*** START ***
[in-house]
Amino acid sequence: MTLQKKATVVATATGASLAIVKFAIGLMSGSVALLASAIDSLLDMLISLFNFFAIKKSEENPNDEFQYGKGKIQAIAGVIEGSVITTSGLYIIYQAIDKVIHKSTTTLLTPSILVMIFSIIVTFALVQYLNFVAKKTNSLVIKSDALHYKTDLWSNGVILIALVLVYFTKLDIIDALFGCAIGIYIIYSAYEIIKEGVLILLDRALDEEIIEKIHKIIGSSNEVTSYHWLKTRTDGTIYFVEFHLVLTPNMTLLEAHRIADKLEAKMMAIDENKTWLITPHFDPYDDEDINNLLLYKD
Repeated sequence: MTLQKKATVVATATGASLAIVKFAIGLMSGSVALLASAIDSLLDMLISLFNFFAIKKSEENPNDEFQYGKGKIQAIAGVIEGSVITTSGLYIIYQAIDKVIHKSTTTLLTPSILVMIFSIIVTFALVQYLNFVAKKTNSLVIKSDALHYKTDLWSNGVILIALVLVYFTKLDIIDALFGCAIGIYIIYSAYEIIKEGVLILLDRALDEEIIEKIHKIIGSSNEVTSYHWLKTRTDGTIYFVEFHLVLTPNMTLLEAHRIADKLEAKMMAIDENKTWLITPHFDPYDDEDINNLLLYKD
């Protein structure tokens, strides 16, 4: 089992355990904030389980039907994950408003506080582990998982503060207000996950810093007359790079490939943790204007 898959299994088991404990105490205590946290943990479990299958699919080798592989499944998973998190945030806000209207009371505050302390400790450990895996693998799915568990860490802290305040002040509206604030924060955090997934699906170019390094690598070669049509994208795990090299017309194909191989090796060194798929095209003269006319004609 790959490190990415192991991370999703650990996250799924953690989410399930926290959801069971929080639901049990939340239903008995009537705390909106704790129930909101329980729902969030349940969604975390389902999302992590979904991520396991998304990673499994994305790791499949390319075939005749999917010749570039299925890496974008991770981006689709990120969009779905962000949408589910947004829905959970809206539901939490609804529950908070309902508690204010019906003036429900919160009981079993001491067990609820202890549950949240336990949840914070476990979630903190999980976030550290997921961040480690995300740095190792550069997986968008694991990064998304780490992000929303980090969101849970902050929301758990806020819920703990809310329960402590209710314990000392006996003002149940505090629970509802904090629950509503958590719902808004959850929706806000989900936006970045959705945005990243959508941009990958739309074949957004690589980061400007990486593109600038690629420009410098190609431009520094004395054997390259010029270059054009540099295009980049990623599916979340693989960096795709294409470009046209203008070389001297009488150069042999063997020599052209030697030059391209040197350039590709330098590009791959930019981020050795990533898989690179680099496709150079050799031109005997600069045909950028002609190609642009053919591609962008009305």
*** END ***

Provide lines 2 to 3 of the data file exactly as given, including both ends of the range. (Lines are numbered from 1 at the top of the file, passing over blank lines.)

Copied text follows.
Amino acid sequence: MTLQKKATVVATATGASLAIVKFAIGLMSGSVALLASAIDSLLDMLISLFNFFAIKKSEENPNDEFQYGKGKIQAIAGVIEGSVITTSGLYIIYQAIDKVIHKSTTTLLTPSILVMIFSIIVTFALVQYLNFVAKKTNSLVIKSDALHYKTDLWSNGVILIALVLVYFTKLDIIDALFGCAIGIYIIYSAYEIIKEGVLILLDRALDEEIIEKIHKIIGSSNEVTSYHWLKTRTDGTIYFVEFHLVLTPNMTLLEAHRIADKLEAKMMAIDENKTWLITPHFDPYDDEDINNLLLYKD
Repeated sequence: MTLQKKATVVATATGASLAIVKFAIGLMSGSVALLASAIDSLLDMLISLFNFFAIKKSEENPNDEFQYGKGKIQAIAGVIEGSVITTSGLYIIYQAIDKVIHKSTTTLLTPSILVMIFSIIVTFALVQYLNFVAKKTNSLVIKSDALHYKTDLWSNGVILIALVLVYFTKLDIIDALFGCAIGIYIIYSAYEIIKEGVLILLDRALDEEIIEKIHKIIGSSNEVTSYHWLKTRTDGTIYFVEFHLVLTPNMTLLEAHRIADKLEAKMMAIDENKTWLITPHFDPYDDEDINNLLLYKD